Many may find it reassuring to believe that any opposition to projects like Medupi is simply a bad case of ‘eco-imperialism’. But is it really so simple?

While developed countries do have the overwhelming historic responsibility for climate change, by 2030 emissions from developing countries, mainly middle income ones such as China, India and South Africa, are projected to exceed those from developed countries by 77 per cent.

Decisions that look economically attractive today can lock countries’ future development paths into high carbon development for 40-50 years, building up a whole range of interest groups and sectors which may impede a transition to a more sustainable economy later on.

That has ramifications for poor people living in areas vulnerable to the impacts of climate change, such as flooding or drought. The realisation of this vulnerability has led to a division between middle-income countries who defend their right to high-carbon development, and lesser developed countries who will be the worst affected by climate change.

What trickle?

Development projects like Medupi could only be categorised as ’pro-poor’ if it could be demonstrated that the net benefits to the poor (greater energy access, ‘trickle down’ development, jobs and so on) are greater than the negative impacts (climate change, local pollution, local water consumption) when compared to alternative renewable energy projects.
According to David Wheeler of the Global Centre for Development, renewable energy, which does not contribute to climate change or local pollution, is usually financially preferential to fossil fuels when all factors (such as the costs of damage done by climate change, and the human and economic costs of local pollution) are considered.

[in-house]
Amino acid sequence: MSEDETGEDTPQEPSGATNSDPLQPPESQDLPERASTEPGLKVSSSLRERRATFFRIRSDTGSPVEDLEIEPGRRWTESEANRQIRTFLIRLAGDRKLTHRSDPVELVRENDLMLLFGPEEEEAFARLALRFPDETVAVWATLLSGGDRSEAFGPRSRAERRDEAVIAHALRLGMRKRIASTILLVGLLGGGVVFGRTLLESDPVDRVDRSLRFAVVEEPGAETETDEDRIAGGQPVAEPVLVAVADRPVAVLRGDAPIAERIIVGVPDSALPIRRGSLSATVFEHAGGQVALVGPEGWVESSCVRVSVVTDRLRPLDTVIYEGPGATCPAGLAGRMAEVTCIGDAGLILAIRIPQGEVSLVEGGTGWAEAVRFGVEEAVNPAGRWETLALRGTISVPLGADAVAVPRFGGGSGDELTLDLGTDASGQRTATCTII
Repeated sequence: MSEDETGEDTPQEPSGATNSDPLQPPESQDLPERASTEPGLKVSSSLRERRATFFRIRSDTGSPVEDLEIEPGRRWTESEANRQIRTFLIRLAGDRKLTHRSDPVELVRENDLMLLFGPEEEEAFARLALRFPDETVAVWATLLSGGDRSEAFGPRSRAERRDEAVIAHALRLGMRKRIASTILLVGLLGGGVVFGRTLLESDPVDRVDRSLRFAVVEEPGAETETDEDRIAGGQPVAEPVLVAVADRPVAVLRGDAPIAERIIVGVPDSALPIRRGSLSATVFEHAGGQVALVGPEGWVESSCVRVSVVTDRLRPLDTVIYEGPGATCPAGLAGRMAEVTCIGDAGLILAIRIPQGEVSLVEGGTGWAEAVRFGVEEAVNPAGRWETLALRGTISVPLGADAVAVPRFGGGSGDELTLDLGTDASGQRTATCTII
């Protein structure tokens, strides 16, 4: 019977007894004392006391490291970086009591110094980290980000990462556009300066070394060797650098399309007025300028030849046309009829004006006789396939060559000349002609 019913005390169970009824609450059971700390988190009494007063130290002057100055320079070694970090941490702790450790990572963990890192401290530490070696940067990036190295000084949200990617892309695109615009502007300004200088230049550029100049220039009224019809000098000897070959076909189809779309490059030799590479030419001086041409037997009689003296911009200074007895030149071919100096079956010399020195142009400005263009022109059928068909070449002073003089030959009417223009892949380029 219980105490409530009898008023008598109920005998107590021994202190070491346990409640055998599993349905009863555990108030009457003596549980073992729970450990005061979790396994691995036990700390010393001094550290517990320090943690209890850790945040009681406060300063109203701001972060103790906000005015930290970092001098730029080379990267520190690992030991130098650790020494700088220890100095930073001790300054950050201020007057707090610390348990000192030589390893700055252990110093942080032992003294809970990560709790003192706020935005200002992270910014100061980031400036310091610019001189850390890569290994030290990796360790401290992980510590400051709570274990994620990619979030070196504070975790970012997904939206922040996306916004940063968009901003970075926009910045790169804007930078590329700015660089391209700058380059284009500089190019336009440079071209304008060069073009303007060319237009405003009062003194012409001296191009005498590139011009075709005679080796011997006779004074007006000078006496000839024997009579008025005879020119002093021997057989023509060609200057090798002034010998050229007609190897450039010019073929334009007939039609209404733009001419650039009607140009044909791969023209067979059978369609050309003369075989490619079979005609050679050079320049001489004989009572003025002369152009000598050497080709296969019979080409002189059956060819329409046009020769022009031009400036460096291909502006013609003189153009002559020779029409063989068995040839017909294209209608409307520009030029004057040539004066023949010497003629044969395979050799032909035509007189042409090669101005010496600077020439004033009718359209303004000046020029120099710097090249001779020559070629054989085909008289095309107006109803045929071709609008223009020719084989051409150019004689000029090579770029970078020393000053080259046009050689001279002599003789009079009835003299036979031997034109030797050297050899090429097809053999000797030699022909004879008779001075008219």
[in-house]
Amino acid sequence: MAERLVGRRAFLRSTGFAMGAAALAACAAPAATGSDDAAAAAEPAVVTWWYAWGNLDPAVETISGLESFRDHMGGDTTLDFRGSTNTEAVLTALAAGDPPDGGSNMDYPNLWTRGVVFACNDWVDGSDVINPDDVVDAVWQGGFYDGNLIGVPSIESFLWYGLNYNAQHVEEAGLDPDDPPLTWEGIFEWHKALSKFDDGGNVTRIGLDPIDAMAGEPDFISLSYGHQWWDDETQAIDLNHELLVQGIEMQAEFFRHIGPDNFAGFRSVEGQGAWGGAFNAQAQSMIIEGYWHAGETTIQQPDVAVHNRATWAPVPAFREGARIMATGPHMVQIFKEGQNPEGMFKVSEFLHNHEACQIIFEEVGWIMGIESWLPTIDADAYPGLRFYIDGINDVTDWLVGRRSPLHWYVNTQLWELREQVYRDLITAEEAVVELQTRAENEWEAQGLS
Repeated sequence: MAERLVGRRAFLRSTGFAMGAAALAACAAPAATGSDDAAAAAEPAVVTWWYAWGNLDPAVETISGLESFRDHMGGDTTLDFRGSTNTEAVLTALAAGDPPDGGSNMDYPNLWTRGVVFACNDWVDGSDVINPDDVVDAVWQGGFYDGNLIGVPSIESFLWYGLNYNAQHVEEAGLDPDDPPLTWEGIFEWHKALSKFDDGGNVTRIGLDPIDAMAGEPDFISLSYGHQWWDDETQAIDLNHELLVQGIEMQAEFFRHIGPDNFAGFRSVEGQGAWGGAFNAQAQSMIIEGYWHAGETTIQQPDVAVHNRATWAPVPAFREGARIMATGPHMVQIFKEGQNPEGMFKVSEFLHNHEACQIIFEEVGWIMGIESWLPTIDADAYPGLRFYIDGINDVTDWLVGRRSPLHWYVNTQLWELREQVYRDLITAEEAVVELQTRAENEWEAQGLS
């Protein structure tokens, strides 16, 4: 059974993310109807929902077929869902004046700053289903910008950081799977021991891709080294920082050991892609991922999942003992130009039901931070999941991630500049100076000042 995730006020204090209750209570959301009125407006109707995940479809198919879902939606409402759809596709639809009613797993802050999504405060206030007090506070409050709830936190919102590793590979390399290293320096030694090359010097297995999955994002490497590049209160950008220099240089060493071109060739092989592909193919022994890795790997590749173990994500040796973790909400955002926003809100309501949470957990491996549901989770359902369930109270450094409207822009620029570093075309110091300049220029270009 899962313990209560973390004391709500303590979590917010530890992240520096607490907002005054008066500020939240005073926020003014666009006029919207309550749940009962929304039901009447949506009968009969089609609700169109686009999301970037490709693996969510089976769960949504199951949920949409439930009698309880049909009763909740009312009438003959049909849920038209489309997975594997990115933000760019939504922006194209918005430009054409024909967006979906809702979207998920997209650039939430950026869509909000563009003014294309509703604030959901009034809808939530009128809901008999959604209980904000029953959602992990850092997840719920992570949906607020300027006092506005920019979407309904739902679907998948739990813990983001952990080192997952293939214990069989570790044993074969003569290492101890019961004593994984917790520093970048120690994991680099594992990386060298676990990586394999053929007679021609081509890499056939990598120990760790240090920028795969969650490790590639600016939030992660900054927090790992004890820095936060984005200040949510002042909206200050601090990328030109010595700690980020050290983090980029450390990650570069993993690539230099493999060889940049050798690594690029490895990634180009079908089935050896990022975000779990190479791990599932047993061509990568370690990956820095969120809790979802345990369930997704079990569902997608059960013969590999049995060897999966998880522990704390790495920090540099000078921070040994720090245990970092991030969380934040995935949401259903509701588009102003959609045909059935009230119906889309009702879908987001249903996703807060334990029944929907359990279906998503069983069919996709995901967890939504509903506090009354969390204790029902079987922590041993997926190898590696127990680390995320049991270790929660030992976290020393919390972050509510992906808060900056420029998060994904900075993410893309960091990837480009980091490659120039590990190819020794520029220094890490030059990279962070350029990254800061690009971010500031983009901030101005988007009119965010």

Beyond that, this debate requires a rethinking of the real goals of energy projects is long overdue. The World Bank´s lending often supports projects to meet industrial energy demand, and is far more geared towards these demands than to the poor who lack access to energy. In the Medupi case, the principle beneficiaries will be industrial mining and aluminium corporations who receive cheap energy, and primarily export to developed countries.

Therefore, such projects can only be claimed to help the poor indirectly (for example in terms of the jobs created) and by assuming that wealth will ‘trickle down’ once the rich have generated enough. The problem with this approach is that it does not address the needs of the poor directly, and it relies on an ever-increasing use of natural resources fuelling of unsustainable consumption in developed countries.

If the World Bank is serious about addressing the needs of the 1.5 billion people lacking access to modern energy while leading a transition to a sustainable economy, it needs to revisit some of its assumptions. This means lobbying developed countries to fund the additional costs of expanding widespread renewable energy in developing countries, and assuring that projects address the energy needs of the poor directly. Fortunately, a blueprint  for such a transition has just been laid out by the Bank Information Centre, demonstrating that viable alternatives do exist and are achievable.